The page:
How to Quickly Fix a Washer Stuck on Rinse Cycle

There are several reasons for a washing machine to get stuck on a rinse cycle. I know how frustrating it is, I’ve been there!

Luckily, the majority of the causes for it have quick fixes. 

When a washer is stuck on a rinse cycle, there’s an issue with the timer, other electrical concerns, or related to water flow problems. 

Here’s how to stop your washer’s rinse cycle!

5 Reasons Why Your Washing Machine is Stuck on Rinse Cycle

Unbalanced Load

An unbalanced load creates a tricky issue for a washer that has just finished a wash cycle.

A rinse cycle struggles when most of the washing load is situated in one part of the drum. As a result, it’s unable to rinse the soapy suds effectively because the washed items are too heavy in one spot. 

How to Fix an Unbalanced Load

Follow these steps:

  • Open the washer and rearrange the items to balance items out more. 
  • If you’re prevented from opening the washer’s door, drain the water first. Then try again. 
  • Close the door.
  • Restart the rinse cycle.

Blocked Water Inlet Valve

Washing machines often have two supply inlets. These accept cold and hot water, respectively. In other situations, a single inlet is provided with a heating element inside the machine, warming the H2O as needed. 

When the machine is fine until the rinse cycle, then it’s likelier that the cold-water faucet, or inlet valve connected to it, is partially clogged up with dirt and debris. 

How to Fix a Blocked Water Inlet Valve

A blocked water inlet valve needs to be removed and unblocked. Debris or dirt build-up is the most likely issue here. They usually fit the valve at the back of the machine, so access it from there.

Another possibility is a faulty or broken water inlet valve. If this is the case, it needs to be replaced with a new one. 

Drainage System Blockage

Washing machines include drainage systems. These filter the water being expelled, catching debris to avoid clogging up the internals. 

Sometimes, the filters or drainage hose become clogged with debris, bobby pins, coins, and other assorted items. These were originally inside clothing pockets and fell out during the wash cycle. This clogs machines, preventing proper water drainage.

If so, it interferes with the rinse program because the cycle uses and discards considerable H2O during this cycle. 

How to Fix a Drainage System Blockage

The drainage filter is a filter cap situated behind a flap near the bottom right of most washing models. It unscrews easily. Flush the filter with water to clear it and refit it. This often solves this issue.

Also, check the water hose in the same area too. They’re close to each other. 

Repairing a washing machine

Control Board Glitch

Washing machines sometimes become a little scrambled when they’ve been used for too long. Small power surges or temporary power interruptions are enough to confuse an otherwise reliable washer, too.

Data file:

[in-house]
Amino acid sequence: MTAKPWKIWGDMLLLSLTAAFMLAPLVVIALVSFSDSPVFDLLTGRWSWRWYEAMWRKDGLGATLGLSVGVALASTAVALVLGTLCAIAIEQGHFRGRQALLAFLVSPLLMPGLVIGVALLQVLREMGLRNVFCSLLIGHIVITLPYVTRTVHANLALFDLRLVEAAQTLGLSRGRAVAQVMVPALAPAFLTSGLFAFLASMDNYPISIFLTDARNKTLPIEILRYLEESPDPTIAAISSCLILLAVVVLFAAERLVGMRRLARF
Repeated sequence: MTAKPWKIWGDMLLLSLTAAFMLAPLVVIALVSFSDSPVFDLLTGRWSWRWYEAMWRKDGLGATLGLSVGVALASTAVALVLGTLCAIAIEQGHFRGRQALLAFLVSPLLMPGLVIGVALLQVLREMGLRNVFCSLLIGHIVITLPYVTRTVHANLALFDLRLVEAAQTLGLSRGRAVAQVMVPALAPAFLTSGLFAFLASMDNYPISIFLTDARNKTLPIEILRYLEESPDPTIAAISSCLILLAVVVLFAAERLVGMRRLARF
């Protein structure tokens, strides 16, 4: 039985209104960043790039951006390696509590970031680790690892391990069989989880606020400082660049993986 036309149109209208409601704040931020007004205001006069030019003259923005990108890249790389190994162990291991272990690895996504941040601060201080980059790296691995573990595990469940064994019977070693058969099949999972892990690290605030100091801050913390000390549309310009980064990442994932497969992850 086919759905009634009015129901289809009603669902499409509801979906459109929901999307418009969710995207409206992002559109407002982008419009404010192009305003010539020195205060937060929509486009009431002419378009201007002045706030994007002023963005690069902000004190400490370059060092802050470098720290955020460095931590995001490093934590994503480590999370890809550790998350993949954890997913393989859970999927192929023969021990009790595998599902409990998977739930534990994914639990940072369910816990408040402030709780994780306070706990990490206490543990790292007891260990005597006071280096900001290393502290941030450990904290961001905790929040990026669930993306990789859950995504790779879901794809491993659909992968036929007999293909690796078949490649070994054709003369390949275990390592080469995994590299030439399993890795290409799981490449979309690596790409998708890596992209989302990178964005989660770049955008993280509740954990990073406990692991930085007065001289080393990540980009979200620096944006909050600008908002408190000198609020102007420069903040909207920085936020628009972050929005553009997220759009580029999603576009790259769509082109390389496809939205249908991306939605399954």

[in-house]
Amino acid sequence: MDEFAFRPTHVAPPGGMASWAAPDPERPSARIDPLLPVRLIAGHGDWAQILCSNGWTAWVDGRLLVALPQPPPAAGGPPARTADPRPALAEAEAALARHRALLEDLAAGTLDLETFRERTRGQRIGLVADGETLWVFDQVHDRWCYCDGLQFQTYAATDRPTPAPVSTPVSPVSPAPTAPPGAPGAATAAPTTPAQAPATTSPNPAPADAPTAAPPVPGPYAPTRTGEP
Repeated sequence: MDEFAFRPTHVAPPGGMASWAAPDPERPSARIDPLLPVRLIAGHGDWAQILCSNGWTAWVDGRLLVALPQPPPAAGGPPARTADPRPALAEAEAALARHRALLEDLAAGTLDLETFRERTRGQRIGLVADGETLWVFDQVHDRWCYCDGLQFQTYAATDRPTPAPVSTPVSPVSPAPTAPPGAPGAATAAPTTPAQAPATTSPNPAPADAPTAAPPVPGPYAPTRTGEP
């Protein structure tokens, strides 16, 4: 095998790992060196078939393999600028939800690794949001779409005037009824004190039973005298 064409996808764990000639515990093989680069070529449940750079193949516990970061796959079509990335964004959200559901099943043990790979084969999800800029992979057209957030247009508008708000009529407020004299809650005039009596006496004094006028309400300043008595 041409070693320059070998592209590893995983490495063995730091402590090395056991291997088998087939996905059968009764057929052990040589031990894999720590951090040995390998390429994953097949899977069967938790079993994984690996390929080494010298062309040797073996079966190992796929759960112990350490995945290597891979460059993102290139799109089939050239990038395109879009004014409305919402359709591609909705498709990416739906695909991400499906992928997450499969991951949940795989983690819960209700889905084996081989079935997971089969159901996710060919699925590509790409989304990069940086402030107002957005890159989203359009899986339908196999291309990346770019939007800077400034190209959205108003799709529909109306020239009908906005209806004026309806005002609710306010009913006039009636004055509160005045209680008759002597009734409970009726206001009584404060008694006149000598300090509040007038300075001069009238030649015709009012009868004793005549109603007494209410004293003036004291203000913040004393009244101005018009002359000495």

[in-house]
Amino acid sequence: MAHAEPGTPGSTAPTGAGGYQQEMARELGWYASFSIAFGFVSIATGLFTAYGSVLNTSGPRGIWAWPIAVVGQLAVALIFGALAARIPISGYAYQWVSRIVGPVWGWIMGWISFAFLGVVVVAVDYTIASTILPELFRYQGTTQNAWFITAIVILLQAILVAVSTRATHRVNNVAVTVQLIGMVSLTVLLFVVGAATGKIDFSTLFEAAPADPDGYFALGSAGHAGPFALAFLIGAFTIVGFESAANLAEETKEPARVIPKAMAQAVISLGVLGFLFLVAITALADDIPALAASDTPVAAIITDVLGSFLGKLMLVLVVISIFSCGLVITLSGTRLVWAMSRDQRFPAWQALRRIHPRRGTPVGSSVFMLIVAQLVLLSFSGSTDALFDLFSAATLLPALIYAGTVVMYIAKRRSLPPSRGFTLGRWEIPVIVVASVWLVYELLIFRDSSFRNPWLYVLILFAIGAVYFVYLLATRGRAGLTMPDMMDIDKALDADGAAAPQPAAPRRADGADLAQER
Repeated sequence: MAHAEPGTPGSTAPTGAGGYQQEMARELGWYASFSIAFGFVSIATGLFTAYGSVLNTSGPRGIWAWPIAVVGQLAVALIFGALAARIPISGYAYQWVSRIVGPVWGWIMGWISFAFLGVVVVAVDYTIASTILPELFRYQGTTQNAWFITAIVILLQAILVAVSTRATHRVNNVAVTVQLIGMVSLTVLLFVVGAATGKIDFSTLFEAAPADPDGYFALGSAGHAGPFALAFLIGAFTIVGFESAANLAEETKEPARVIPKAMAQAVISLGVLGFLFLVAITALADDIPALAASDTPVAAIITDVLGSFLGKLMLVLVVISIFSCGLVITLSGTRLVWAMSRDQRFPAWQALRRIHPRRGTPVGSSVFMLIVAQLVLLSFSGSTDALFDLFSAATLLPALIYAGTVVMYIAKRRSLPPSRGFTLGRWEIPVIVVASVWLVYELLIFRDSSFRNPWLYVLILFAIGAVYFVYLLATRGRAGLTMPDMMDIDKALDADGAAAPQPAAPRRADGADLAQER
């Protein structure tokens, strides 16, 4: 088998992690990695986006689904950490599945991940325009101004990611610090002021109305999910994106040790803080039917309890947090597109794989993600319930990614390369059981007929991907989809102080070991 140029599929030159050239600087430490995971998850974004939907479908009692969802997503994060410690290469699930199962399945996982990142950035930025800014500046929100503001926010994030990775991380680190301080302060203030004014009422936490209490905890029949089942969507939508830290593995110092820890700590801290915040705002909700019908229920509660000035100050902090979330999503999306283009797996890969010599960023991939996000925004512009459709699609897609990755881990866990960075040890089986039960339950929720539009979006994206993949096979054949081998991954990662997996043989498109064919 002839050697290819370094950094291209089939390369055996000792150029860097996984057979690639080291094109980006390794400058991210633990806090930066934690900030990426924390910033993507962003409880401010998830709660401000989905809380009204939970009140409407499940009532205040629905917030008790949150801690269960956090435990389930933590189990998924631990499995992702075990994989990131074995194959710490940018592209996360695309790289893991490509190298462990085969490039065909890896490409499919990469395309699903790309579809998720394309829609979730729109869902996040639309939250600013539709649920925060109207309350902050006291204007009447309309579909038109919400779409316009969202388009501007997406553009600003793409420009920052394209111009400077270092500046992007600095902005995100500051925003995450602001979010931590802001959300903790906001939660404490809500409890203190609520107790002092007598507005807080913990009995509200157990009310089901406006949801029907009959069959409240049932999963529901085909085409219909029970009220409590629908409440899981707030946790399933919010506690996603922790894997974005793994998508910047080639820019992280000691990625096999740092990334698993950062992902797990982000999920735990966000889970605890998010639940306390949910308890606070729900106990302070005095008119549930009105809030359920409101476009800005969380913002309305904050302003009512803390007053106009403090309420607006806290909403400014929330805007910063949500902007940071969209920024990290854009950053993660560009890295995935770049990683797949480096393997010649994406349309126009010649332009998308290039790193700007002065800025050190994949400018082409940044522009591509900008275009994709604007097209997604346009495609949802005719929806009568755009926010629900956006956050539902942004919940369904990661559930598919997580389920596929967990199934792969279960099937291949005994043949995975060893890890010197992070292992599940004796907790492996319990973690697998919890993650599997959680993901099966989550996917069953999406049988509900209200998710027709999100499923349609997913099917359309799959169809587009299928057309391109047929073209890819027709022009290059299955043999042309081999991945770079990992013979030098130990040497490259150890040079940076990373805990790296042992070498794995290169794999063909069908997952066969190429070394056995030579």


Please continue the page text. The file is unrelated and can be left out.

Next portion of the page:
If this is the case, no amount of messing around with the controls, knobs, buttons, and other options provides a fix. 

How to Fix a Control board glitch

A control board glitch is commonly resolved by turning off the machine, leaving it for 10+ seconds, and then powering it back up. 

This performs a soft reset – leaving it off for longer and unplugging the appliance from the outlet is even better. 

If this does not resolve the issue, and after attempting all other options, a bad control board is still a possibility. See an appliance technician to get more certainty about it. 

Faulty Timer

A washing machine uses an internal electronic timer to time the cycles, when they start, end, and the machine must move on to the next one. 

If there is a timer fault, it does not send a signal within the machine to move to the next cycle in the sequence. As a result, the rinse cycle never ends. 

How to Fix a Faulty Timer

A timer is sometimes faulty or burnt out. Occasionally, a wire has a loose connection preventing the signal from getting through that moves cycles forward. 

To determine what may be wrong, access the internal mechanism to examine the timer. A burnt-out one is easy to spot. A loose wire is fixable when wearing a static band to avoid static shocking the machine.

A bad timer won’t necessarily indicate as such, and a replacement is required for serious faults. The timers are not repairable by a professional technician, but they can be tested and replaced by one. 

Washing Machine Keeps Repeating Rinse Cycle

A washing machine that repeats the rinse cycle over and over is a different issue.

It is usually caused by one of the following:

  1. Bad hall sensor.
  2. Water is not draining successfully.
  3. Clogged water inlet valve.
  4. The control board is playing up.
  5. Unbalanced load.

Common Fixes for Repeated Rinse Cycles

  • Bad Hall Sensor: Replace the sensor with an appliance technician.
  • Water not draining: A clogged outlet hose or filter is preventing proper drainage. Unblock and drain the water to fix it.
  • Clogged water inlet valve: Clear the filter for water coming into the machine. This fixes water flow issues and allows the rinse cycle to finish correctly. 
  • Control board playing up: A quick reset of the machine may fix the control board. Otherwise, it suggests the control board needs replacing. 
  • Unbalanced load: Heavier loads, such as ones with bedding or a blanket, cause problems. Redistribute them and try again. 

Related: Why is My Washing Machine Stuck on 1 Minute?

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